EU NAVFOR new tactics have reduced pirate attacks
EU NAVFORs new tactic has been successful, we are disrupting more suspected pirates near the coast, before they put on the high seas and conduct hijackings. The challenge is that once they get through they venture further and further out on the Indian Ocean, said Rear Admiral (LH) Jan Thörnqvist when he sums up his first two-month as Force Commander.
The Swedish lead of EU NAVFOR operating in the Indian Ocean, the Gulf of Aden and the southern Red Sea is now half way through the time of its rotation. In mid-April, Admiral Jan Thörnqvist took command over the EU fleet off Somalia and became the first Swedish Force Commander to lead an EU-mission.Everything is not hunting pirates even if that gets more headlines. So far under Swedish leadership The EU Task Force has conducted eight escorts for the UN agency World Food Programme (WFP) and 13 escorts of the African Unions peacekeeping operation in Somalia (AMISOM).
It is important that we solve our main tasks, to escort WFP ships with humanitarian aid to Somalias 1.6 million internally displaced persons and to escort the AMISOM transports, notes Force Commander Jan Thörnqvist.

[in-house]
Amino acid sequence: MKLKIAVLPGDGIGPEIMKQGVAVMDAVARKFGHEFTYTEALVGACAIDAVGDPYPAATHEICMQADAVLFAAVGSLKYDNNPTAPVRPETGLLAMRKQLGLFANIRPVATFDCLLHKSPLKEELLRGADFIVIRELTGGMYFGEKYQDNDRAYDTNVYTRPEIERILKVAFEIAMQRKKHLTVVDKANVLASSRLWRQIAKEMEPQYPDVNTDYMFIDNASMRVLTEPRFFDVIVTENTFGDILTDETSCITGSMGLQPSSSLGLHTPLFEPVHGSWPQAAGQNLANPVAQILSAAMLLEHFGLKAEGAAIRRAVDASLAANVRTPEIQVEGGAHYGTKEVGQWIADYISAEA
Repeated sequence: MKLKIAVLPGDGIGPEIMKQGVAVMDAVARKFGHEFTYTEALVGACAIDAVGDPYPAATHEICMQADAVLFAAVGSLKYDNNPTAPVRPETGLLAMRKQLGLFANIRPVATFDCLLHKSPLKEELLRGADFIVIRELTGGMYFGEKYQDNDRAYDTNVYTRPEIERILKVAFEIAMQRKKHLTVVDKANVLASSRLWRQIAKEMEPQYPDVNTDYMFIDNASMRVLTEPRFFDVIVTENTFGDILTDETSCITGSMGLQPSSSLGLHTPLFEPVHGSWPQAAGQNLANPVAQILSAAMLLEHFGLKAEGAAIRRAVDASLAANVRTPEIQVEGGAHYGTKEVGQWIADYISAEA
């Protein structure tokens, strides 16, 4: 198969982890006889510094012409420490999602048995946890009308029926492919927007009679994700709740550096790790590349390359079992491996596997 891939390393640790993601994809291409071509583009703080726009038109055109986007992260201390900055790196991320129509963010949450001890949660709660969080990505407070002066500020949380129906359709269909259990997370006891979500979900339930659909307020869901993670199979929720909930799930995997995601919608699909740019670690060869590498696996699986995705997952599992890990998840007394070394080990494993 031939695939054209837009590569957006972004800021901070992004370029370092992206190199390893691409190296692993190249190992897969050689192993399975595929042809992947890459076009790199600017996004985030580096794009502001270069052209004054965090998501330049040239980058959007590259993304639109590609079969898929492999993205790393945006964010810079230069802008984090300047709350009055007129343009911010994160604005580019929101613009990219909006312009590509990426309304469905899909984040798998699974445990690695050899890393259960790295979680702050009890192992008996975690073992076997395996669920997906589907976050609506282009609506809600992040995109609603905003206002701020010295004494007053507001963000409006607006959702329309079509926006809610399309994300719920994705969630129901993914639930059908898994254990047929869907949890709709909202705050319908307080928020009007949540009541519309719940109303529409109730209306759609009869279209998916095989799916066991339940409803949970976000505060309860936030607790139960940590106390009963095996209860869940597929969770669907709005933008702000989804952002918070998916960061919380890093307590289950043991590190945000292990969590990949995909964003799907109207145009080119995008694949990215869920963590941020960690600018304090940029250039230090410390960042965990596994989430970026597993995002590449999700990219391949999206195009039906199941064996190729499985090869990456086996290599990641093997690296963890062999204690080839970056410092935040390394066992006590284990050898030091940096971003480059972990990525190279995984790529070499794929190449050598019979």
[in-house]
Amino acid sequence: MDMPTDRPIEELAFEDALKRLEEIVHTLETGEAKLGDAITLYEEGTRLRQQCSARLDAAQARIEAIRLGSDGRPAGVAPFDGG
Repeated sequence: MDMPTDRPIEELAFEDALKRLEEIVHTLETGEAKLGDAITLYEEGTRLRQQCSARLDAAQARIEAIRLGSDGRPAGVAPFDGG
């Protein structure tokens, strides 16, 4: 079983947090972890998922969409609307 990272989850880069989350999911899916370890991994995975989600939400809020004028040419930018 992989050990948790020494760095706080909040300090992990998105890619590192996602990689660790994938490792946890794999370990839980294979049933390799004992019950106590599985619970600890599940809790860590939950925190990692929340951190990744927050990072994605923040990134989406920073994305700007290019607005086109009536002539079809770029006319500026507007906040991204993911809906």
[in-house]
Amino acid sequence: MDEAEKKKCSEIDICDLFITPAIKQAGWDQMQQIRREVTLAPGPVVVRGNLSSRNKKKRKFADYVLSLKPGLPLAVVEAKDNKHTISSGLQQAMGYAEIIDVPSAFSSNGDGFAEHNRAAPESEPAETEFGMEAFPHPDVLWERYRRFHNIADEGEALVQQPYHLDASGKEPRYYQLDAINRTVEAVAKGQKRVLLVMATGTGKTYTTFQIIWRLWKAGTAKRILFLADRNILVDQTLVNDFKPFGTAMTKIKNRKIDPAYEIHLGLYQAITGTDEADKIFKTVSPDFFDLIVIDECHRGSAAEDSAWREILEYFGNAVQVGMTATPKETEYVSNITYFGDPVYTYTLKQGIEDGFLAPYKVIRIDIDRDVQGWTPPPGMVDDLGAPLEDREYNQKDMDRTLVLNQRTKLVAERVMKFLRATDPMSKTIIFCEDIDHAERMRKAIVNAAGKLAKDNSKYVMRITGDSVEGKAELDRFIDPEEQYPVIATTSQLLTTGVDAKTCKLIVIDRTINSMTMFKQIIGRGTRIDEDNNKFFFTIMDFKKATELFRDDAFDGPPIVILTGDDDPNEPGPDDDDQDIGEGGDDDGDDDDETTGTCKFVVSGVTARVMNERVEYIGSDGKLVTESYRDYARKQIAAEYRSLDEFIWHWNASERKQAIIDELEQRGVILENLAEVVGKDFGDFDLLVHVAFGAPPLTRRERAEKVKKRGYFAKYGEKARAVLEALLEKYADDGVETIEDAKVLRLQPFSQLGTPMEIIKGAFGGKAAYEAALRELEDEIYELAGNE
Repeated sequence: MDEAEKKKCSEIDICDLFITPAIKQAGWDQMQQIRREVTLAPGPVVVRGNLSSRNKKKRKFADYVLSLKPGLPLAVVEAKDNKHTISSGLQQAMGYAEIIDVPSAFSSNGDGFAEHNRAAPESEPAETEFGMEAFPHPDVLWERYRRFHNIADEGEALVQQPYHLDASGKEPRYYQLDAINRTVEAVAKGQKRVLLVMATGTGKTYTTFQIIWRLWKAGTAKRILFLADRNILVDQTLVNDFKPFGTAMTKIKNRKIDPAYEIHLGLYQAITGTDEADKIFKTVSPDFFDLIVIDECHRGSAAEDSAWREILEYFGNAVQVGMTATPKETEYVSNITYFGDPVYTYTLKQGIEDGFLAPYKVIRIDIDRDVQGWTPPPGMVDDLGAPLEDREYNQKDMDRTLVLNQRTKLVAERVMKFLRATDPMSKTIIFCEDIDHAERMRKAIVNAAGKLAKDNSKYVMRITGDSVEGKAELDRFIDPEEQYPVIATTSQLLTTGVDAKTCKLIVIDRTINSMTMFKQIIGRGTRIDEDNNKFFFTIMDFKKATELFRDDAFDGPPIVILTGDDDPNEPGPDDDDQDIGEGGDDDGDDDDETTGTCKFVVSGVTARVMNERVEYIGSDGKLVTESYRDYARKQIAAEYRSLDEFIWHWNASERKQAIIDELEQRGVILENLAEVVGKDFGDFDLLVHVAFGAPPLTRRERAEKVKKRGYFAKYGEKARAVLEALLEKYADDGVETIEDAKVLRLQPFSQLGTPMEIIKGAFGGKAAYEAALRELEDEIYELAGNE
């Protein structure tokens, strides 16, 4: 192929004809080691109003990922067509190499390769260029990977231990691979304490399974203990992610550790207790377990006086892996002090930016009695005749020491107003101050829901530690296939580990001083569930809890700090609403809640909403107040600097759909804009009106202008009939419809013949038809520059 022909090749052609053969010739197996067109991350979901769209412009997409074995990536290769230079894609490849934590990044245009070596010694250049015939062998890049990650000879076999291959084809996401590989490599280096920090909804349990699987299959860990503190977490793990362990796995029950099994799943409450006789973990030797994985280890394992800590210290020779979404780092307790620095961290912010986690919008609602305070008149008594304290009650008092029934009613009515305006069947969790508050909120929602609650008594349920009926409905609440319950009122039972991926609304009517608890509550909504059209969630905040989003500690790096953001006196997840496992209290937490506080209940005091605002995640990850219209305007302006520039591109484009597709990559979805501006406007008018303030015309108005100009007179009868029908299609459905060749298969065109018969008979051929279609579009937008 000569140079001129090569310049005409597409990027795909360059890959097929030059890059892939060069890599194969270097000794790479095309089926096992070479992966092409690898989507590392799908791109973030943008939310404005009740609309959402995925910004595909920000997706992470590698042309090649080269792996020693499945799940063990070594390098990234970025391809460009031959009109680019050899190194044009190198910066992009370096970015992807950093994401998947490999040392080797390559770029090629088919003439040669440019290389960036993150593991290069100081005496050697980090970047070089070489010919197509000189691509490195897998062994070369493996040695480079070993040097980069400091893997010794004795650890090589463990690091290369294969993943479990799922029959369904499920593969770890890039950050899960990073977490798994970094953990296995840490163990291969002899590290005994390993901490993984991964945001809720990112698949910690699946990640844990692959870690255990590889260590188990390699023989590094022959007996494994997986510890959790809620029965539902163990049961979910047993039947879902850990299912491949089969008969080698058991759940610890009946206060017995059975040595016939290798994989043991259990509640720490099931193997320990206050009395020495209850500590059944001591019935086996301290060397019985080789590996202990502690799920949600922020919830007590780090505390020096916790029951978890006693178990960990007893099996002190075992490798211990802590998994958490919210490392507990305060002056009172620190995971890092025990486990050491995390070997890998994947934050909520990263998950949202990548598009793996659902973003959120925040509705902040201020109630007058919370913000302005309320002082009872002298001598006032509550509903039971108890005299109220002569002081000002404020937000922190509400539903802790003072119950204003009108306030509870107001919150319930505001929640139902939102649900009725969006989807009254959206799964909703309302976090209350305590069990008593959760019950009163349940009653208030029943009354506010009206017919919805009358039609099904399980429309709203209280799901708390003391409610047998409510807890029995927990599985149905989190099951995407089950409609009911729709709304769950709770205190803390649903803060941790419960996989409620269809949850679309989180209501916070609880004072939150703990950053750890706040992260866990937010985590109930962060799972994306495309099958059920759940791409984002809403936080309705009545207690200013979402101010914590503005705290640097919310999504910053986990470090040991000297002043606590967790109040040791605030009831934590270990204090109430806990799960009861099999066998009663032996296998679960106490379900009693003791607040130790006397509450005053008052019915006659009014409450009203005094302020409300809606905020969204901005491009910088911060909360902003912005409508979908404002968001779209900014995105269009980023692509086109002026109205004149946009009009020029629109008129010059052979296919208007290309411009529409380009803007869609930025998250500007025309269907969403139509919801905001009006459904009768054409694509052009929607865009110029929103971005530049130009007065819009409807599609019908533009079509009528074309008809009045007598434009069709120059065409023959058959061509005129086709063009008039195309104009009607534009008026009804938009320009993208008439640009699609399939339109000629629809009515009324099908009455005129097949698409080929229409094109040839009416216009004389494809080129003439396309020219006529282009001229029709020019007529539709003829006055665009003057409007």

The Swedish admiral and his multinational Force Headquarters, FHQ, have seen both successes and tough challenges. The fact that the new more proactive EU NAVFOR-tactics are successful is proven by statistics; In the first two months, the force managed to disrupt or prevent piracy at about 15 times and a dozen pirate ships, with equipment and weapons, were destroyed or seized by the EU NAVFOR.
A tough challenge in the first period of 2010 has been that the pirates are further out in the Indian Ocean, sometimes closer to India than Somalia. One example is the hijacking April 18, as far as 1200 nautical mil east of the coast of Somalia. Compared to the same period a year ago, data suggest two things: the total number of pirate attacks have increased by 150 percent, but the number of completed hijackings dropped by 25 percent.
Pirates recruit more young men who are sent further out on the high seas. Their plan is apparently to make a large number of attacks over a larger area, but we are often able to disrupt them before they complete a hijack, says Admiral Thörnqvist.
Now in June and July, the monsoon is increasing and it becomes more difficult for pirates to operate east of Somalia, in the Indian Ocean and for some time the focus moves north, to the more sheltered Gulf of Aden.
From a Swedish perspective, we note that HSwMS Carlskrona has worked very well as Flag ship and the new Swedish helicopter, Agusta 109 LUH, has shown a higher availability than we counted on in this tough climate. We also realised that having a helicopter on board is a requirement for the full use of the unit in this type of operation, explains Force Commander Jan Thörnqvist.